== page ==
United States District Court, S.D. California
August 29, 2005.
AMIR PIROUZIAN, Plaintiff,
SLM CORP., a/k/a SALLIE MAE, INC., a Virginia Corporation, Defendant.
The opinion of the court was delivered by: BARRY MOSKOWITZ, District Judge
ORDER GRANTING IN PART AND DENYING IN PART MOTION FOR JUDGMENT ON
THE PLEADINGS AND DENYING MOTION TO STRIKE
On April 5, 2005, Defendant Sallie Mae, Inc. filed (1) a motion
for judgment on the pleadings pursuant to Fed.R.Civ.P. 12(c);
and (2) a motion to strike portions of the Complaint pursuant to
Fed.R.Civ.P. 12(f). For the reasons stated below, the Court
GRANTS IN PART AND DENIES IN PART Defendant's motion for
judgment on the pleadings and DENIES Defendant's motion to
The following allegations are made in the Complaint; the Court
does not make any findings as to the truth of these allegations.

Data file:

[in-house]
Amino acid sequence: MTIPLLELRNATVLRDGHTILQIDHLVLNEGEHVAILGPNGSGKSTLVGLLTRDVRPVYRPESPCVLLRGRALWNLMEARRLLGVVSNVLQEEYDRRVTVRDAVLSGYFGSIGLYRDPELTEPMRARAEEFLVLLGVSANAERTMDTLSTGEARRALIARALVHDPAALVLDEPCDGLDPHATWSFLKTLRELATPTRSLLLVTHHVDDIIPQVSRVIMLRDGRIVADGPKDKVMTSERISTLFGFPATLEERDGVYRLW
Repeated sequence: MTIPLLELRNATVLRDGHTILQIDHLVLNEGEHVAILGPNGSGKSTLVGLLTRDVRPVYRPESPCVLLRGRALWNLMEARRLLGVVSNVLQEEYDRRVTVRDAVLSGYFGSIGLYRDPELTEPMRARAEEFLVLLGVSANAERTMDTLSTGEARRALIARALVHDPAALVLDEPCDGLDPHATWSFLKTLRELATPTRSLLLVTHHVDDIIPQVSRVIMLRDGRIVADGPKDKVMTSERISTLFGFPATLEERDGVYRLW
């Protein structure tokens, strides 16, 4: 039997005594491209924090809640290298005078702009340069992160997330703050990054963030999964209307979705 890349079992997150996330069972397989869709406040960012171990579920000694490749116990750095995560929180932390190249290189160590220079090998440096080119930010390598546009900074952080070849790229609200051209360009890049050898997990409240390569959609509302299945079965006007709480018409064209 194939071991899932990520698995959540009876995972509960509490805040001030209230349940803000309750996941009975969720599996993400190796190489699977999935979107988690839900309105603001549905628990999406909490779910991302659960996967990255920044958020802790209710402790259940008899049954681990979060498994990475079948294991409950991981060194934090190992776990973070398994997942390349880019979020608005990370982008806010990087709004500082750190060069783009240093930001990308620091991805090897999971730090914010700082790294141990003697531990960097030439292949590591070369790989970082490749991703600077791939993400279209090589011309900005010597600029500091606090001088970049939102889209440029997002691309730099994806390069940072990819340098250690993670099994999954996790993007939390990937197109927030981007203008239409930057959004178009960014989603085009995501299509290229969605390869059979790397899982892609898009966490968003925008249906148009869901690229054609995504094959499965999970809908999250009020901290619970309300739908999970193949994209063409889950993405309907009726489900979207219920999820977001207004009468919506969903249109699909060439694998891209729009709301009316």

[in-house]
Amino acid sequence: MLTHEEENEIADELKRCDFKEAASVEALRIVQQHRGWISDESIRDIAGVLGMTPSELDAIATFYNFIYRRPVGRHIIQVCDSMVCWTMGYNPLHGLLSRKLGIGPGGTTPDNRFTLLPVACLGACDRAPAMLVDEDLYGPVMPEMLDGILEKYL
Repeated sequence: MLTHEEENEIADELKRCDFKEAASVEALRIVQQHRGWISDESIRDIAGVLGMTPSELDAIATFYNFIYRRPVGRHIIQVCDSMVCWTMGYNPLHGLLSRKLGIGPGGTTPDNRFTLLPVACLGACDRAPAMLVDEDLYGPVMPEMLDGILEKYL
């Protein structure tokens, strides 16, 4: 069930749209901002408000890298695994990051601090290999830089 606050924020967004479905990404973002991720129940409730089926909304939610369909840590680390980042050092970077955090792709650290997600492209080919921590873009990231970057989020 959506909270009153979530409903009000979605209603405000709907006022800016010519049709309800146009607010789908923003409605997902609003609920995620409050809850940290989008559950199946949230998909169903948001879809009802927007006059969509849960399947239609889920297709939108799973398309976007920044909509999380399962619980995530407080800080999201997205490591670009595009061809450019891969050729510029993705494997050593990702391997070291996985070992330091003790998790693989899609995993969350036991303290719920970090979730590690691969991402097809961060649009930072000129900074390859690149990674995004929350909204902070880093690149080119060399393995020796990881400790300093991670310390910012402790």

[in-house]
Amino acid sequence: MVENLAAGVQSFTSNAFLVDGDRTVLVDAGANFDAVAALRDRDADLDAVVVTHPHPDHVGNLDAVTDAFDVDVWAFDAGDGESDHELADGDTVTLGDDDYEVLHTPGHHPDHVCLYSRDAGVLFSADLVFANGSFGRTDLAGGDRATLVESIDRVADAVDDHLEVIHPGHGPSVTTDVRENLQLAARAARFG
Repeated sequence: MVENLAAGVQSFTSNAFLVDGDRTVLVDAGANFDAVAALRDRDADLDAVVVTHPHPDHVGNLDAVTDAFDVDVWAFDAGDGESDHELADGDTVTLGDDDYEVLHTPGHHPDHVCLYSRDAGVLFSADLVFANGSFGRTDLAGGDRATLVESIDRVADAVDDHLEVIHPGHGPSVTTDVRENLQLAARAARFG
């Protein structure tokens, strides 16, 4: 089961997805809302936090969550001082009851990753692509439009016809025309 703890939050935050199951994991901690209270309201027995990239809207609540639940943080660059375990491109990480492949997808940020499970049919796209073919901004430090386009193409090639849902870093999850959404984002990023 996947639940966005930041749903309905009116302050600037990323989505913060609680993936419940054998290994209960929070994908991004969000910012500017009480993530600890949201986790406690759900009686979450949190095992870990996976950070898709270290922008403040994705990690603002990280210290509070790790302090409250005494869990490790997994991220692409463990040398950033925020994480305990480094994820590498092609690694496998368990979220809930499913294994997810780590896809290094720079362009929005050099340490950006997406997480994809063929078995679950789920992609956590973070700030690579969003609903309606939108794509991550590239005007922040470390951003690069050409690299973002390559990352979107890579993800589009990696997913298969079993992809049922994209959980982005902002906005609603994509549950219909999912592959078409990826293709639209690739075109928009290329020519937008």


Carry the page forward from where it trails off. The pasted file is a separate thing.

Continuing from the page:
Plaintiff is a physician who partially funded his education
through federally-funded student loans. (Complaint, ¶ 17.)
Defendant is a corporation engaged in a variety of services
related to student loans. Defendant is the servicer of
Plaintiff's student loans. (Id.) It is unclear whether
Defendant is also the lender of Plaintiff's student loans.
On a number of occasions, Plaintiff contacted Defendant by
telephone and requested a forbearance on his student loans.
(Complaint, ¶ 18.) Defendant always orally agreed to grant
Plaintiff a forbearance. (Complaint, ¶ 19.)
On or about June 2003, Plaintiff received an oral forbearance
from Defendant in keeping with their past practices. (Complaint,
¶ 20.) Plaintiff understood from his conversations with Defendant
that while the loans were in forbearance, Defendant would refrain
from reporting negative credit information about Plaintiff to
credit reporting agencies, and would not demand payment on the
loans. (Complaint, ¶ 21.) However, when Plaintiff reviewed his
credit report during this forbearance period, he discovered that